In many Slavic languages, the word “mir” has a double meaning: “peace” and “world.” Linguistics offers us in this dramatic moment the simplest of answers: the world must seek peace, as the only possible solution for the coexistence of peoples on this planet of ours.
Although it is often considered a simple form of recreation, tourism can and must also be a force for peace. Curiosity about other countries, respect for the ideas and lifestyles of other societies, the meaningful encounters we make while traveling: it is through intercultural dialogue that tourism builds peaceful relationships between people and communities.
Migrantour, in its own small way, also pursues this goal. Since the war in Ukraine began, now more than a month ago, many times we have questioned the meaning of our daily work and commitment. Some of the Migrantour network’s intercultural companions are originally from Ukraine, have friends and relatives living in the conflict zones, and are trying to escape the violence. As in the case of Yuliya, an intercultural companion from Migrantour Naples, who told her story in a profound interview in the newspaper “Il Mattino.”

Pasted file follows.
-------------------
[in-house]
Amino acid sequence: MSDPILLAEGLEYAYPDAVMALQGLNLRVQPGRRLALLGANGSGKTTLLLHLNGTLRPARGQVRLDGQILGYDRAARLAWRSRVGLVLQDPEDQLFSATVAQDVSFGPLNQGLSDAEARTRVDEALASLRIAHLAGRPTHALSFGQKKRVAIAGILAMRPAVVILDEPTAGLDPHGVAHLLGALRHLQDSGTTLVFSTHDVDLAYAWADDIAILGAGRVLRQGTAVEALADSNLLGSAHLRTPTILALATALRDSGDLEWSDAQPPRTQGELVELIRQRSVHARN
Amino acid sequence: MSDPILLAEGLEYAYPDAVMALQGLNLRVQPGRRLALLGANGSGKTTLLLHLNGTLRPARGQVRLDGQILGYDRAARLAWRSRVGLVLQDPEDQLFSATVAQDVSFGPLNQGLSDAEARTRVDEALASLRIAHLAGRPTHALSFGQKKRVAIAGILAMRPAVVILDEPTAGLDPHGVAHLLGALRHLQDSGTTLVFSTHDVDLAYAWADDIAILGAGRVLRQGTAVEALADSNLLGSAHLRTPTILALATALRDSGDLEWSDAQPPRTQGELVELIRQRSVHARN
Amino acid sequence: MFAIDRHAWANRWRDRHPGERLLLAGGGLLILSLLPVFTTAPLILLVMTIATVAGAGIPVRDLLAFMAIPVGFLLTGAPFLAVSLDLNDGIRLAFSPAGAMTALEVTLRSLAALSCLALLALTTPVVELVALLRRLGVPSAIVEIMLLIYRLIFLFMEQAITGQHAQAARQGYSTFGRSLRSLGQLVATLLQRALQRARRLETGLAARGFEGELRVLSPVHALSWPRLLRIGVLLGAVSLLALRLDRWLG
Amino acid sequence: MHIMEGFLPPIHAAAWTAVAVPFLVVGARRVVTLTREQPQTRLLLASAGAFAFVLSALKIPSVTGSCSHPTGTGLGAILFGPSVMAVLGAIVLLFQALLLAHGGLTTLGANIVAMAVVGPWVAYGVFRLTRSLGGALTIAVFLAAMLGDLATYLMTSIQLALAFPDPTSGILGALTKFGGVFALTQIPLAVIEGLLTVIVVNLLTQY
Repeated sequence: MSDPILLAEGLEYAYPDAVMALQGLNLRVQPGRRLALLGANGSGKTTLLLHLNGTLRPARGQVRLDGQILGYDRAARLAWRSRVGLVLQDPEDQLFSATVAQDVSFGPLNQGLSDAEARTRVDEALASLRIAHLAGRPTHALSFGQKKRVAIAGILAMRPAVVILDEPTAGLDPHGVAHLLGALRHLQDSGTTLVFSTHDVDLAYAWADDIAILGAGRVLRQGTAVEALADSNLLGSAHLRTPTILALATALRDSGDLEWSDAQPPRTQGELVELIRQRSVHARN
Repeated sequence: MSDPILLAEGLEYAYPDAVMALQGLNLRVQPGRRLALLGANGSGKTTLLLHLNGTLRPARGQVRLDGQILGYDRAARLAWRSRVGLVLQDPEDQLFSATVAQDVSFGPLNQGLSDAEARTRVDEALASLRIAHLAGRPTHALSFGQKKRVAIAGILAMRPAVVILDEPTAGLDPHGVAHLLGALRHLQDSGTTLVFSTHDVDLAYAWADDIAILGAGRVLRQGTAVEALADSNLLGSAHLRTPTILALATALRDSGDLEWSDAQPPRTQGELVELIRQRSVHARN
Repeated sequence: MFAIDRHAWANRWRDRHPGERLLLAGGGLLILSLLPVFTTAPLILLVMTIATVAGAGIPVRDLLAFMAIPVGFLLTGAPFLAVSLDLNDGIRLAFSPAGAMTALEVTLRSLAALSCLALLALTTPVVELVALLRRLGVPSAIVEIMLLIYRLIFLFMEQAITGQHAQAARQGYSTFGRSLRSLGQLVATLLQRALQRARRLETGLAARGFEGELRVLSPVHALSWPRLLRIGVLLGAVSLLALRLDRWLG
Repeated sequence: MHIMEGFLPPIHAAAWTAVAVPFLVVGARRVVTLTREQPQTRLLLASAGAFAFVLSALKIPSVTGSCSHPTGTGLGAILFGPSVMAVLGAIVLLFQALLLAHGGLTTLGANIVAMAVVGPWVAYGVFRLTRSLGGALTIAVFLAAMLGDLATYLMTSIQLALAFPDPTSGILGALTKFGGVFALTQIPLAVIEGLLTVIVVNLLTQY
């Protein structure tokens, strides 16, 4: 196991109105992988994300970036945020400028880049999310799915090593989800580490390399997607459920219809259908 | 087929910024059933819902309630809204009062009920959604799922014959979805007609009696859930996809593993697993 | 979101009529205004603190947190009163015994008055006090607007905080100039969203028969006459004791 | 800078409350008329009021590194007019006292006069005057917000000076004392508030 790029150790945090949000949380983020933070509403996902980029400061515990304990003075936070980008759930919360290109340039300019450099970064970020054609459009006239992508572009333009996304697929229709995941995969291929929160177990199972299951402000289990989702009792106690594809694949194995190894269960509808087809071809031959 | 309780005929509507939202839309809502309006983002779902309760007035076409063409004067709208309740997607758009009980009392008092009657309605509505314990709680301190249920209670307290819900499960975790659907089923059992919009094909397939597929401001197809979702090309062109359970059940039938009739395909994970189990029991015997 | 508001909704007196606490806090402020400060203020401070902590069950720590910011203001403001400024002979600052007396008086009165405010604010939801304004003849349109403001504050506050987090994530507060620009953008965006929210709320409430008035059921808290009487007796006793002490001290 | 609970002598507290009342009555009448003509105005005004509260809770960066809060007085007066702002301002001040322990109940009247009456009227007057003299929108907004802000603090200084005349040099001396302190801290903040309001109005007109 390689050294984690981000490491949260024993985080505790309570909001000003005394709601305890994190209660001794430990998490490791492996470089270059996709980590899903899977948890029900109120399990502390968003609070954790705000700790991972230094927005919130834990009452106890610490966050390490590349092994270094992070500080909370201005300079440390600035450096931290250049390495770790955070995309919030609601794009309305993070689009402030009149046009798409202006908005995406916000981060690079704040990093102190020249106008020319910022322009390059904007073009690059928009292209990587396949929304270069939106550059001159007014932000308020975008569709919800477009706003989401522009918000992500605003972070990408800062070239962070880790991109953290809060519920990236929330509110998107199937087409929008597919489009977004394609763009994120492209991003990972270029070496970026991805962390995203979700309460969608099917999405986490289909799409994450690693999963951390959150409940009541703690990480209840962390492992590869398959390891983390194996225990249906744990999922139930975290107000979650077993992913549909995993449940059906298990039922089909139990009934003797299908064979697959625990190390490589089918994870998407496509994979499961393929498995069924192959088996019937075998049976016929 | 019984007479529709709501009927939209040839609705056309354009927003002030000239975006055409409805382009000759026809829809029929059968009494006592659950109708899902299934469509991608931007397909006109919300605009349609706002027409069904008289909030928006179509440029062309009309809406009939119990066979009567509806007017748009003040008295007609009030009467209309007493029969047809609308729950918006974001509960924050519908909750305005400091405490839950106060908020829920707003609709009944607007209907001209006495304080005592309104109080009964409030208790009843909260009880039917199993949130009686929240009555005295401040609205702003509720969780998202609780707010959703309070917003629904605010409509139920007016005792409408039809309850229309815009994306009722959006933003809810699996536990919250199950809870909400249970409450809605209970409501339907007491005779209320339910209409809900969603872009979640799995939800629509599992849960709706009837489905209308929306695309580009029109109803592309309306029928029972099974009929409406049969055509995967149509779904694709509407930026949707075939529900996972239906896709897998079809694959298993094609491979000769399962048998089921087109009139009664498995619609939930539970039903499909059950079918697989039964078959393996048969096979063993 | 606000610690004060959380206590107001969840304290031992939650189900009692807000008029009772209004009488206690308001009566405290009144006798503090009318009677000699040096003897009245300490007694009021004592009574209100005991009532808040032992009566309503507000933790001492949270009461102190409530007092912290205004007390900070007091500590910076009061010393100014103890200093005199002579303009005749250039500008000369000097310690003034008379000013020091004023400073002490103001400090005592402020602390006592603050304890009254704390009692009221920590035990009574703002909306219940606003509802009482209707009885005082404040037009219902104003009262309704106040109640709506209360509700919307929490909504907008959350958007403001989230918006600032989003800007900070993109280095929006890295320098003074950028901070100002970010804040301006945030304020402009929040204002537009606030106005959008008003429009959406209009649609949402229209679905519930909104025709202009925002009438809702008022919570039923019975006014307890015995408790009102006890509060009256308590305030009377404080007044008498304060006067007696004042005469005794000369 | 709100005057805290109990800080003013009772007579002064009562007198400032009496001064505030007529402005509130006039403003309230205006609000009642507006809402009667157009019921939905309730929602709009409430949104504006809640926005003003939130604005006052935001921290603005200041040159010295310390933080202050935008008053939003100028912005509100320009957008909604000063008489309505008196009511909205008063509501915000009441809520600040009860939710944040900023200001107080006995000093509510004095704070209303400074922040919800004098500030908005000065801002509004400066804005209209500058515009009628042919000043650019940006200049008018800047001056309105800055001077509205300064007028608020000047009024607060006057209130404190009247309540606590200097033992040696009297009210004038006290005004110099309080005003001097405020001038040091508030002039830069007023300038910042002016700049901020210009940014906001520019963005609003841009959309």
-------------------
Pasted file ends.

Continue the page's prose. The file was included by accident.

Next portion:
The “great respect that has always existed between Russian and Ukrainian citizens” that Yuliya speaks of is the same sentiment with which Anna, an intercultural companion from Migrantour Turin, originally from Kazan, Russia, led an intercultural walk on March 8, 2022 dedicated to the Maslenica, the great traditional festival that unites the Slavic peoples of Eastern Europe and is celebrated before the beginning of Lent for Orthodox Easter.
The entire Migrantour staff and partners huddle around the intercultural companions who are suffering as a result of this war, and to all those who in the tragic present of Ukraine see again the drama of their countries, from Syria to Afghanistan, from which they were forced to flee.